As a financial cooperative, our customer-owners have a voice in what we do. Explore profiles of farmers and ranchers who make up the Association.

Andy & Kandy

Grain Producers
Marysville, KS
Customer since 2016



How I prepared for a career in agriculture

In college I studied horticulture and golf course management at Kansas State University. I was in the golf course business for a stint and got to travel to some of the most beautiful places in the world. Then when the financial crisis hit in 2008, I made a pivot and got my Master’s degree in agronomy and cover crop science from University Nebraska-Lincoln before moving back to where my family farmed. It’s pretty hard to carve out a niche and raise a family on a beginning farmer income, so I used my background to start doing agronomy sales and consulting. 

Our greatest challenge

Right now I would say our greatest challenge is the volatility of agriculture. There are a lot of changes happening industry wide and commodity prices are up and down. There’s not really a steady price you can use to gauge the future. You really have to have a lot of faith and try your best to make educated decisions in a very competitive industry.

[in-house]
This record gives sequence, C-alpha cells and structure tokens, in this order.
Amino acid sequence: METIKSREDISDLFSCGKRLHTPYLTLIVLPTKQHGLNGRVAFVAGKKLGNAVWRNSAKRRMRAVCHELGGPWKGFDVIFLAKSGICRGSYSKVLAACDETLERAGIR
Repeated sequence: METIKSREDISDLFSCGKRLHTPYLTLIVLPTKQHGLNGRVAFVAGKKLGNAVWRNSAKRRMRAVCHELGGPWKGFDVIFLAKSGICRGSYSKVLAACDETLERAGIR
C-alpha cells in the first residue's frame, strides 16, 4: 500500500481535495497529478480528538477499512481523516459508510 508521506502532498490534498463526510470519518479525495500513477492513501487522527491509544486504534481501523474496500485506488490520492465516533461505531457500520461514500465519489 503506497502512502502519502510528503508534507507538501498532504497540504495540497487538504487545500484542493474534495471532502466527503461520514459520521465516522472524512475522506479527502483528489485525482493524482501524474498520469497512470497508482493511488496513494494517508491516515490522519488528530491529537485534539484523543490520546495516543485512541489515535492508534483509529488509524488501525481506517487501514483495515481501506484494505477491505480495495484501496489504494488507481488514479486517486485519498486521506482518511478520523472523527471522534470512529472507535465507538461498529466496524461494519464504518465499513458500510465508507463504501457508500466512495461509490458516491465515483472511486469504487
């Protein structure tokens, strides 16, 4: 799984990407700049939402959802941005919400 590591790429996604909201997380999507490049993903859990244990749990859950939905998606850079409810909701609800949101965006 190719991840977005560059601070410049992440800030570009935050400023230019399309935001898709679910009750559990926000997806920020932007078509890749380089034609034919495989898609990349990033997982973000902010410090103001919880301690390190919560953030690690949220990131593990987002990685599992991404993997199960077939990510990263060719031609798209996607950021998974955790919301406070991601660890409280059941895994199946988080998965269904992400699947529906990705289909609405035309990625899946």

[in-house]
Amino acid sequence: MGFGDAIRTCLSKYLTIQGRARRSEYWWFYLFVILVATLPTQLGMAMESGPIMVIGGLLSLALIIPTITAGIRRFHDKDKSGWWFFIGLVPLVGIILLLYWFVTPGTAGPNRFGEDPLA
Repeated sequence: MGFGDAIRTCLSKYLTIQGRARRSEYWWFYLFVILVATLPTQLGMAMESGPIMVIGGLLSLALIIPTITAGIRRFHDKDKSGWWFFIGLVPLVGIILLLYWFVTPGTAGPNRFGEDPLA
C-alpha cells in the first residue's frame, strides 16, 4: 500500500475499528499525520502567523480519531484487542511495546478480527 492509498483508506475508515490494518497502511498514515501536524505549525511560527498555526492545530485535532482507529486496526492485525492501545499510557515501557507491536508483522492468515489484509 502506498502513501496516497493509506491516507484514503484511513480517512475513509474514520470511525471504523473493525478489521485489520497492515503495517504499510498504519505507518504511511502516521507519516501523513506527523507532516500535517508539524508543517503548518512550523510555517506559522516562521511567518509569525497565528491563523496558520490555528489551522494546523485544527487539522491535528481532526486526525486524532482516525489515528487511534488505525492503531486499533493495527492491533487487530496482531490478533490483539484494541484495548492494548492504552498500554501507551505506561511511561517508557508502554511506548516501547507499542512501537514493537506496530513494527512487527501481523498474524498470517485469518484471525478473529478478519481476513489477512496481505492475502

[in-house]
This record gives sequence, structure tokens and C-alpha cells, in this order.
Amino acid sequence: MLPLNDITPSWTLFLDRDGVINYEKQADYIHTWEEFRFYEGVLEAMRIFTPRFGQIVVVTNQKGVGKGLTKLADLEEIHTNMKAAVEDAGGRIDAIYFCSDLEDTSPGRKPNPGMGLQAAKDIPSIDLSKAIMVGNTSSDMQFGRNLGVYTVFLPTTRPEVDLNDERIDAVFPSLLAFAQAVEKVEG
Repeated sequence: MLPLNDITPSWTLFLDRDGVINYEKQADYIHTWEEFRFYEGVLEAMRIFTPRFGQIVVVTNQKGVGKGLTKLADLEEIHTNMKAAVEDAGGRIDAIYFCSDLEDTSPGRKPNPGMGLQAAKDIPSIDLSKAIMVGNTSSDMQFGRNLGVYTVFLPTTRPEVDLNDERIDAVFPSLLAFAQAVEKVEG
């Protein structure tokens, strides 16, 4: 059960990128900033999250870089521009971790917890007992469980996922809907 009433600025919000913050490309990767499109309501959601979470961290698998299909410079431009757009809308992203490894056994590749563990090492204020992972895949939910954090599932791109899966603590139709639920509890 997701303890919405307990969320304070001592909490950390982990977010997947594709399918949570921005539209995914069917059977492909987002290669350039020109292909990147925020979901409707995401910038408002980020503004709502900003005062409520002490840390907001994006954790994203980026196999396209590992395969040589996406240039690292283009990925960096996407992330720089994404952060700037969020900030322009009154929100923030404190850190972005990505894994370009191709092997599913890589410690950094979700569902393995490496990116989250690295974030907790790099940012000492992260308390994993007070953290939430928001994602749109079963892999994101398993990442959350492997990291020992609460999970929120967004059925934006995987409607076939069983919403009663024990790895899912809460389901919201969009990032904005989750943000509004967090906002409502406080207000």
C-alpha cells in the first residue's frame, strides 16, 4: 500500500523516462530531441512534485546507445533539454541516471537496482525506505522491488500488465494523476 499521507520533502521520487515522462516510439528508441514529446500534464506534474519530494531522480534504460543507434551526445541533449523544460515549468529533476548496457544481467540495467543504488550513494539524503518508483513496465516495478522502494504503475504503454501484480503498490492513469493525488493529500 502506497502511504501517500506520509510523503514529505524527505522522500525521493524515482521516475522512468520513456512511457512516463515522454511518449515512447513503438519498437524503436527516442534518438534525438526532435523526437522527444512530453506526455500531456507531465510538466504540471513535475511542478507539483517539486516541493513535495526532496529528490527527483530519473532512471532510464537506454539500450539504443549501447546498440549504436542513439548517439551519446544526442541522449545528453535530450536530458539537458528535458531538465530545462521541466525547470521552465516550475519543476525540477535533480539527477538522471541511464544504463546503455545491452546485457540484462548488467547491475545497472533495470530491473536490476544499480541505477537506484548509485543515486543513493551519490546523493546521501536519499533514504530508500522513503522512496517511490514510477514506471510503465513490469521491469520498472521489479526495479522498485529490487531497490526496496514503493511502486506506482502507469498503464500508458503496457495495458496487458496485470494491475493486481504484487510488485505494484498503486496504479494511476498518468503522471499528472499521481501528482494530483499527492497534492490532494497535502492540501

My relationship with Farm Credit 

My loan officer and I had a relationship prior to me working with Farm Credit so that was a positive. Also, working with a loan institution that was willing to take a risk on a younger farmer and getting me to a starting point with an operating note was a good opportunity for me to grow my business both on the sales side and on the farming side.

What sets Farm Credit apart

I think the reach and geography Farm Credit covers brings a lot of different things into play. They work with large growers, they work with smaller growers, and they have a large body of experienced loan officers and business professionals in the financial world to draw upon. Having a wider footprint and just more individuals involved in a variety of operations and economic settings is very beneficial. 

Advice to young and beginning farmers

My advice to others getting started in agriculture is to be diversified and invest in yourself by going out and learning new ideas or skills beyond the farm. The more tools you can put together the more risk averse you’re going to be. Any outside education you can get will open up your horizons and allow you to look at things differently than your competitors. 

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Frontier Farm Credit serves farmers, ranchers, agribusinesses and rural residents in eastern Kansas. For inquiries outside this geography, use the Farm Credit Association Locator  to contact your local office.